Capitalism is just as it gives people the freedom to engage in economic, political, and social activities, with minimal regulation (Roskin, Cord, Medeiros, & Jones, 2014). Prosperous nations like the USA owe their progress to this system, which encourages free trade and healthy competition. Capitalism safeguards order, power, and justice in society.
Capitalism owes its existence to Adam Smith. Although it is held that the ideology came from Europe, Adam Smith is acknowledged as the father of modern capitalism (Commons, 2017). Adam believed that labor was the most important factor for gaining wealth. In his text, the Wealth of Nations, he posits that labor specialization and division of labor aided people to perfect their skills and products, which they could sell. Capitalism, considered virtuous by Smith, represented human nature, which was the selfish desire to trade one thing for another. Smith reasoned that capitalism was key to national prosperity.
Forthwith, capitalism has distinct characteristics. Notably, there is private ownership of property. Capitalism advocates for individual ownership of factors of production like land, capital, and labor (Roskin et al., 2014). Additionally, it thrives in a free market economy. In this regard, the higher the demand for products, the higher the supply. Competition is a trait of capitalism. People, nations, and organizations compete for resources and market domination. There is also minimal government involvement. The government only exists to create a level playing field for all participants by implementing laws and taxes.
Capitalism empowers people. The system results in balanced power between the government, consumers, and organizations (Roskin et al., 2014). The government creates laws that empower employees and protect them from exploitation by their employers. Further, the capitalist system is credited with empowering women. Women can engage in free enterprise in fields which were previously dominated by men. Through mechanization, activities like heavy lifting work in industries have been simplified for both genders to manage. Minimal government intervention in businesses gives people the freedom to engage in economic and political activities as long as they are within the requirements of the law.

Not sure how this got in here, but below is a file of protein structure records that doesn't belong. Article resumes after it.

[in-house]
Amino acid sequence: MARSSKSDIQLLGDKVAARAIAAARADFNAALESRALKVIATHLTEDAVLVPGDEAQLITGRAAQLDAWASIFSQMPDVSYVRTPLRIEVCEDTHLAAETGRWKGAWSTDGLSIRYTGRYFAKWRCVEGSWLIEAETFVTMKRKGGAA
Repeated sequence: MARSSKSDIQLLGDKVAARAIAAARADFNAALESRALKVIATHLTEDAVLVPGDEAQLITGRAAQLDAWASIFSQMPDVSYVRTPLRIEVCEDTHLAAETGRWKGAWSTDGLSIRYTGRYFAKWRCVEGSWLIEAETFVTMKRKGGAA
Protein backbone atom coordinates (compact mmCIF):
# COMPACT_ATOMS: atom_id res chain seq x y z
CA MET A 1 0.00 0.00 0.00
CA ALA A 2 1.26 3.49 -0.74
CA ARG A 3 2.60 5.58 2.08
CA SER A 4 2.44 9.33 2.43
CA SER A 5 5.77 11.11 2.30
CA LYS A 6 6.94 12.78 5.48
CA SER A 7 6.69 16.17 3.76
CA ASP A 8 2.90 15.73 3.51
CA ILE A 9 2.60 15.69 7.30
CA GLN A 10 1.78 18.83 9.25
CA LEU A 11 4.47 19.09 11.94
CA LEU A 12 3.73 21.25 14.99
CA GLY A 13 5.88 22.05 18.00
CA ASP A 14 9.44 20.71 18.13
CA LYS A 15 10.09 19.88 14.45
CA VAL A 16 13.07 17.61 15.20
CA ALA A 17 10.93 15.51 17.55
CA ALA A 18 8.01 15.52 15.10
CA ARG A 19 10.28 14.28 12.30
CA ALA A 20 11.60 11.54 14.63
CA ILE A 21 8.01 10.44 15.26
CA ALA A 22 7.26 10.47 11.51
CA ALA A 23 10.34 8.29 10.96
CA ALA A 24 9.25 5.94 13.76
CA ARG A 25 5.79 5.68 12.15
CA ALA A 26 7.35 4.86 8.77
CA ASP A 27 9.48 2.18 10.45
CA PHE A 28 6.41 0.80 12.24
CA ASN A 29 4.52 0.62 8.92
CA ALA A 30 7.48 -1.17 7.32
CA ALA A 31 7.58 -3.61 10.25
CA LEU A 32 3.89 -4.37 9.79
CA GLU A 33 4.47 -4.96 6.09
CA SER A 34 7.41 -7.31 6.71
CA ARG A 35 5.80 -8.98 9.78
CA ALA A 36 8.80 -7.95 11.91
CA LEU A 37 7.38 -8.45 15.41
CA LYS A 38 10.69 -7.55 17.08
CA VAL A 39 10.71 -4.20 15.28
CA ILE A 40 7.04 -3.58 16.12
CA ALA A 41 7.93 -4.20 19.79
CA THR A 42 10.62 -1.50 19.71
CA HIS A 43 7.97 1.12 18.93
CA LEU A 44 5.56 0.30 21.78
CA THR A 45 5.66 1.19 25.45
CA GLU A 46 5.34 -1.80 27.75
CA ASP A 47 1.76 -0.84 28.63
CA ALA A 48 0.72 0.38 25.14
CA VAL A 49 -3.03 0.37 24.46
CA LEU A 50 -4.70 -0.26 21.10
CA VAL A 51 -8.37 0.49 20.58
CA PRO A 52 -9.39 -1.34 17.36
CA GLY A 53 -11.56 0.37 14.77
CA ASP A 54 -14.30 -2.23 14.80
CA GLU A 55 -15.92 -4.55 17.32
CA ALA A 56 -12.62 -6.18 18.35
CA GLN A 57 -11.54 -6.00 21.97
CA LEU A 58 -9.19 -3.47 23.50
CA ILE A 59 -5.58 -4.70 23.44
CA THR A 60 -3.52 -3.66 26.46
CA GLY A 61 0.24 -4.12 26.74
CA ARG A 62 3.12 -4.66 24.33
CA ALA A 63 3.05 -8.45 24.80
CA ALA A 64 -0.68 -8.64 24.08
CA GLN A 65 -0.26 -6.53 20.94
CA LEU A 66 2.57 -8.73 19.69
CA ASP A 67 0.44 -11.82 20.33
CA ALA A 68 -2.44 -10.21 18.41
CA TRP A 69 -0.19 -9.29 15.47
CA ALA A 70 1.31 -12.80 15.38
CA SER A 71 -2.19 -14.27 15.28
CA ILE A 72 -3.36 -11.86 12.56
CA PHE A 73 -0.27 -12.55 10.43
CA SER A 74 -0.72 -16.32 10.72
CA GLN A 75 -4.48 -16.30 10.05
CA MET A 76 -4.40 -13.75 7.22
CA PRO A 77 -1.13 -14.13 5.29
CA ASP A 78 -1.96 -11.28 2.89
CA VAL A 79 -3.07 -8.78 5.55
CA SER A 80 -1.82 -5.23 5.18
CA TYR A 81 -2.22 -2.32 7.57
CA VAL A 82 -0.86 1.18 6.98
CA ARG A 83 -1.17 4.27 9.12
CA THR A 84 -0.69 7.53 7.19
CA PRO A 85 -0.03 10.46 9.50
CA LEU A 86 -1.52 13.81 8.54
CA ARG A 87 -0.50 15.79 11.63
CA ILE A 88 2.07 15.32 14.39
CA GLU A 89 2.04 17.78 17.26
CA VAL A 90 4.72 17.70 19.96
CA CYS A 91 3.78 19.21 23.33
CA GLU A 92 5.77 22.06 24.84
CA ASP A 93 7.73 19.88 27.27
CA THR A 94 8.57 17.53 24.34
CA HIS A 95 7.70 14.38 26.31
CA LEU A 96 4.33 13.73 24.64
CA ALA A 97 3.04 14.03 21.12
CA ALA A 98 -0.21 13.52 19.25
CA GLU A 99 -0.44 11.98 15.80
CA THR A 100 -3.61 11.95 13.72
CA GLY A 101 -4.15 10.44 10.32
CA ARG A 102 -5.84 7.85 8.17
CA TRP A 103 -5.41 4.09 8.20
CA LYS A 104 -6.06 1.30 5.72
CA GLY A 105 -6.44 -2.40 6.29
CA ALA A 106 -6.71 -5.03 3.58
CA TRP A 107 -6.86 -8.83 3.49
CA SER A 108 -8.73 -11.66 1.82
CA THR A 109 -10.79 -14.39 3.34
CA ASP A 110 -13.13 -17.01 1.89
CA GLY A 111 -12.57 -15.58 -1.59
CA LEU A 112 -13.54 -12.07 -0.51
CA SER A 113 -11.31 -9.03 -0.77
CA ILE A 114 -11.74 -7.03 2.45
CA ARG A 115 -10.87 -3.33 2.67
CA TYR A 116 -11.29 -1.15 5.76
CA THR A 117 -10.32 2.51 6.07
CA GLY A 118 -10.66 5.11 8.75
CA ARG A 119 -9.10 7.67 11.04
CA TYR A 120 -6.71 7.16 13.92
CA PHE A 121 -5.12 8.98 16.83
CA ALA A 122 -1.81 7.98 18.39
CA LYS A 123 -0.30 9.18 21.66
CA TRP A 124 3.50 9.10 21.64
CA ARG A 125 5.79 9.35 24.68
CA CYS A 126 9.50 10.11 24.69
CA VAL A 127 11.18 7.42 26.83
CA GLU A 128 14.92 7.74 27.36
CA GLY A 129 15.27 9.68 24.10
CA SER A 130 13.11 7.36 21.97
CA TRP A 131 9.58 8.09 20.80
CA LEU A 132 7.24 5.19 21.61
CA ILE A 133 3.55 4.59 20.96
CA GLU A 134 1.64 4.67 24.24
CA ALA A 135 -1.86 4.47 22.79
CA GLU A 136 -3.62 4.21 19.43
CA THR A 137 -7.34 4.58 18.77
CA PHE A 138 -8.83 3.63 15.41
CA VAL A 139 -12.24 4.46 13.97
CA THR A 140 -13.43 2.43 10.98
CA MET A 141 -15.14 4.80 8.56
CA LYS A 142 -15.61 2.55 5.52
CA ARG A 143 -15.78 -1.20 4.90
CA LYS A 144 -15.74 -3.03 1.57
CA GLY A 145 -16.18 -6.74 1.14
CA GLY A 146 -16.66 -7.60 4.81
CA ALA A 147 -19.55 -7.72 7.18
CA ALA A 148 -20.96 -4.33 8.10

Order has been attained through capitalism. The law regulates the freedom and conduct of people. People are free to pursue their interests and engage in social, economic, and political ventures as permitted by law (Commons, 2017). Additionally, capitalism separates the state from economics and religion. The state does not control every aspect of the economy nor the religious beliefs of people. Moreover, private ownership of property ensures that people utilize what is theirs, reducing any potential conflicts. The free market is also regulated by ethical and religious beliefs, which promote good conduct.
Capitalism fosters justice in the community. Capitalism is founded on the principles of individual rights (Commons, 2017). Laissez Faire, a concept in capitalism upholds people’s liberty to lead their lives as they deem best. People have explicit rights and freedoms to which they are entitled by virtue of being human. Forthwith, the system supports voluntary labor. People have the freedom to decide where to work. The rule of law also punishes those who wrong others. Contravening what is considered acceptable behavior leads to legal actions against the accused. The government’s role is to protect the citizens, which it does without violating their privacy.
Capitalism safeguards order, power, and justice in society. The system empowers people by giving and protecting their rights. People also pursue activities that please them so long as they abide by the law. Order is maintained by the rule of law and separation of the state from commercial and religious activities. Concerning justice, capitalism promotes freedom and punishes those who violate laws.
Commons, J. R. (2017). Legal foundations of capitalism. Routledge.
Roskin, M. G., Cord, R. L., Medeiros, J. A., & Jones, W. S. (2014). Political science: An introduction. Pearson.